So if we want to raise our Navajo voice loud and demand that politicians in Wáshindoon ensure developed nation living conditions for our people — many of whom have served in disproportionate numbers to defend and protect this country that has for too long turned a blind eye to our basic human needs — you must vote.
If you are still not convinced, I can do nothing but now implore that you please, please register to vote so you at least have the option to cast a ballot on Nov. 3, if you feel comfortable doing so. So much has happened in the last four years to threaten American democracy, which was an imperfect and unjust system to begin with. Yet that system has incredible potential to be perfect and just, given the founding American ideals, which are themselves indigenous ideals (the colonists learned the concept of democracy from our Six Nations brothers and sisters).
So please, for the sake of our Diné community, and to preserve the opportunity to close the equity gap that our people struggle to survive through each day, now more than ever, please add strength to our Diné voting block so that our collective voice may be heard in Wáshindoon, and so our peoples’ daily needs will have a chance of being met through the massive investment of public funds that will be needed to ensure that our children and our elders have equal access to the basic governmental infrastructure that other Americans enjoy.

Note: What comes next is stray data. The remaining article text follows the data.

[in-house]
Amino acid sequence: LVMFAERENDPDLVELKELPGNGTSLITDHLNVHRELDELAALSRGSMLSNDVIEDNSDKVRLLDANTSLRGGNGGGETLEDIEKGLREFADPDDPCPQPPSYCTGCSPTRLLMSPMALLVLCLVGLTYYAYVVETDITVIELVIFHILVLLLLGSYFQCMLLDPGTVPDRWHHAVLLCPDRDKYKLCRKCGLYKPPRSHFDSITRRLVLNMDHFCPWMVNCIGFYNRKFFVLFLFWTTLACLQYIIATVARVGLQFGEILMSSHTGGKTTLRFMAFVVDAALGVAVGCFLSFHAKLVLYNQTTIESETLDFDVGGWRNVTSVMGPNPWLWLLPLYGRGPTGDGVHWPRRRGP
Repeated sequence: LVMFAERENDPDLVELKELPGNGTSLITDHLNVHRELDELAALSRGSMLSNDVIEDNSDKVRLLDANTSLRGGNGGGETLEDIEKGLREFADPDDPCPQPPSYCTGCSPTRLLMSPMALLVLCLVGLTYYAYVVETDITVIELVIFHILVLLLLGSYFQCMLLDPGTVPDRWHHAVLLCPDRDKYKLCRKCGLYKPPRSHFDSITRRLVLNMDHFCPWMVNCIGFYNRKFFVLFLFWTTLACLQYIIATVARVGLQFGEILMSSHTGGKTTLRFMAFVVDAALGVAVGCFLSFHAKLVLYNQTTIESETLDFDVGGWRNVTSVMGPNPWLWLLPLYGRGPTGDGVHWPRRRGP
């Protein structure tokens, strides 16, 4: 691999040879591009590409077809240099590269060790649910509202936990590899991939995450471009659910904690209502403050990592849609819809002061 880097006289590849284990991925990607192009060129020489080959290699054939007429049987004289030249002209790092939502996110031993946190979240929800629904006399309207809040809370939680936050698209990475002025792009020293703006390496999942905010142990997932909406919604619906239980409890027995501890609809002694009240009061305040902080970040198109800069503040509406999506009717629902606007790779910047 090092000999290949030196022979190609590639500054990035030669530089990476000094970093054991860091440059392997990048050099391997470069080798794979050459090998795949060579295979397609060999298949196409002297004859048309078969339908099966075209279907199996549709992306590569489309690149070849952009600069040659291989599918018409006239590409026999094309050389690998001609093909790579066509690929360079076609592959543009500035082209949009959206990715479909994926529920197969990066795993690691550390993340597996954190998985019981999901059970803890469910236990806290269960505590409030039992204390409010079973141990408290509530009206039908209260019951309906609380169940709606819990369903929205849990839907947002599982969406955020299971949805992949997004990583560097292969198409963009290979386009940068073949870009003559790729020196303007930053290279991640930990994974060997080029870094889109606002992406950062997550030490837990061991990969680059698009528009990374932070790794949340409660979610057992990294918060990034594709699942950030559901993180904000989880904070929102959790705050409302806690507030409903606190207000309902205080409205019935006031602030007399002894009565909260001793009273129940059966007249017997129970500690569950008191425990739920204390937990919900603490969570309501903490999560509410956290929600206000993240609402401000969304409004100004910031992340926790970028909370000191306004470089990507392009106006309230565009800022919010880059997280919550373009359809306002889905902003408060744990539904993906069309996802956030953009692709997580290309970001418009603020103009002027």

And if you have not already done so, please also fill out your census registration form. That is the mathematical basis for how federal governmental dollars are divvied up and distributed to communities in this country. Without you and your loved ones being part of this count, our community automatically gets cut short on the baseline federal funding that Wáshindoon is willing to send our way.
Ahéhee’ shikéí dóó shidine’é for hearing me out. Please file your census registration by Sept. 30 (this can be done easily online) and register to vote by Oct. 5 in Arizona, Oct. 6 in New Mexico, and Oct. 23 in Utah (this can also be done easily online).
Suspend approval for drilling near Chaco
While the Navajo Nation continues fighting an unprecedented public health crisis against COVID-19, special interest groups with the support of the federal government are moving forward with plans to open our ancestral Navajo lands to industrial oil and gas drilling.
This despite the fact that Navajo and other tribal voices are still not able to fully engage in the process due to ongoing pandemic restrictions and barriers to broadband Internet access on the reservation.
Our relationship with the federal government has rarely worked in our favor. The U.S. Bureau of Land Management’s current efforts to push forward their drilling plans for the Greater Chaco region of New Mexico are just the latest example. Four generations of my family have endured the repercussions of resource extraction on Navajo lands.